Mathematical proof that the posterior probability that a CI contains the true parameter is in $\{0,1\}$

There are great posts on confidence intervals, a subject that was brought up recently on this question, leading to an endogamous and circular surfing between CV classics, such as this one and this one - all of them truly remarkable. Yet there is one point that I don't get, and haven't been able to find a good explanation.

On this post, the second of the CV entries quoted in the first paragraph, there is what could be considered a secondary, or supportive narrative to the question, making reference to the fact that the posterior probability of a CI (confidence interval, I presume, as opposed to credible interval) is either zero or one.

In one of the comments a very credible statement is made that proving this is a trivial mathematical exercise. Here's the exact quote:

I do not think there is any issue with the statement "It's probability is either zero or one" in reference to the (posterior) probability that a CI contains a (fixed) parameter. (This does not even really rely on any frequentist interpretation of probability!). It also does not rely on "unknown states". Such a statement refers precisely to the situation in which one is handed a CI based on a particular sample. It is a simple mathematical exercise to show that any such probability is trivial, i.e., takes values in {0,1}. – cardinal♦

I sort of see how the actual parameter (the mean of the imaginary population) in the confidence interval is fixed, and hence it is not subject to being a varying outcome of a conceivably infinite random experiment. This, however, is far from a mathematical prove; further it is limited as a self-convincing reasoning in two ways: 1. A probability of $0$ or $1$ is still a probability; and 2. As part of the same column of comments in the post referenced, note is made that this fact (that the probability of the true mean is contained in the CI being $\{0, 1\}$) is independent of having a frequentist or Bayesian approach to statistics.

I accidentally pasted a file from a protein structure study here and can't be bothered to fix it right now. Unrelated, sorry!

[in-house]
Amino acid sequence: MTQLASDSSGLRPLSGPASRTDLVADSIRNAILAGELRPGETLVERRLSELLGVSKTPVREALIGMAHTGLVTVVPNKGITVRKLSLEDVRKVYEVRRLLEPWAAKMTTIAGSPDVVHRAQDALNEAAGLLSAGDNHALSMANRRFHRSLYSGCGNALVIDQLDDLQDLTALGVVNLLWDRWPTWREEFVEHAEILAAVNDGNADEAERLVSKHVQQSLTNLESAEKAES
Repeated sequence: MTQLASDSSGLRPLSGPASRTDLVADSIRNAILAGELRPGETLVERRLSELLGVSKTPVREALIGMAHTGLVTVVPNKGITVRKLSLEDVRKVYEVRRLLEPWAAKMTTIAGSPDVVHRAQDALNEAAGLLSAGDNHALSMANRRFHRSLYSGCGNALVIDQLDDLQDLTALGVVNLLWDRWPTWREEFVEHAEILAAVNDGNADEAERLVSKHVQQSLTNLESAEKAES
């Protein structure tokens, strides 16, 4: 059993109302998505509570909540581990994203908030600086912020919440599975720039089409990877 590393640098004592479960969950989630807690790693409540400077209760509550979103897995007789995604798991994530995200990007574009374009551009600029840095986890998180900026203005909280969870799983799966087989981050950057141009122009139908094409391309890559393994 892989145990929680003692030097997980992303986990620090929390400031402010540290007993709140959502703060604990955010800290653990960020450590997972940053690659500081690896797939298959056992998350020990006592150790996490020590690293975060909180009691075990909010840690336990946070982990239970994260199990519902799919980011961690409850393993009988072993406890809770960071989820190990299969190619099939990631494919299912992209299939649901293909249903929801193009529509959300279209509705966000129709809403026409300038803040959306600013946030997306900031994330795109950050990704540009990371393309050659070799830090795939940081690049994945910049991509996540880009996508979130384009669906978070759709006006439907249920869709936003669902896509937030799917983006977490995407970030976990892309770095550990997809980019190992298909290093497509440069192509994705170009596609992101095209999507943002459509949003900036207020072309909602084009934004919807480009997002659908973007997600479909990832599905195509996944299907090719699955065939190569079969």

So I understand that what I just typed is incomplete, erroneous and misleading (with a high degree of confidence), but I'm showing what I've found, and where I got stuck.

Now the actual question: What is the mathematical proof of the statement in the title?

• "Third of the linked posts" does not tell us what the post is, because the order in which answers are presented can change and is controlled by the user. Please link directly to the post you are referring to. – whuber Dec 2 '15 at 1:52
• All your links go to the questions. Specifically what text are you referring to for the assertion that the posterior probability that a CI covers the mean is either $0$ or $1$? It looks like it's going to take some kind of unusual or contorted interpretation to make sense of such a statement, so we need to see precisely what was written. – whuber Dec 2 '15 at 1:56

Here it goes:

Suppose the mean $m$ exists and is constant. Suppose further that you already have calculated a confidence interval $CI = [a,b]$. Since $m$, $a$ and $b$ are all constant, it follows that either

i) $a \leq m \leq b$, in which case $P(m \in CI) = 1$, or

ii) $m < a$ or $b < m$, in which case $P(m \in CI) = 0$

qed

So you see, it is almost silly, but the trick lies in the fact that all the numbers are actually constant (or assumed constant): the mean because it is so supposed in frequentist statistics and the confidence interval because you already calculated it and so is not random at all.

• It is the definition of anticlimatic.... I'm sure you are correct and I'll come back and accept the answer shortly, but even seeing how there isn't much to the whole mystery, I'm still wondering if we shouldn't the talk about a probability of 1/2. – Antoni Parellada Dec 2 '15 at 11:53
• This is a common debate. In frequentist stats you model "true" randomness and so these things happen, because in "truth" there is nothing random to a few numbers having some characteristic or other. In bayesian stats, however, you model your own uncertainty as opposed to "real" randomness using probability distributions. You should check out any introductory text book to bayesian statistics if you're interested in these sorts of things! – Felipe Gerard Dec 2 '15 at 14:22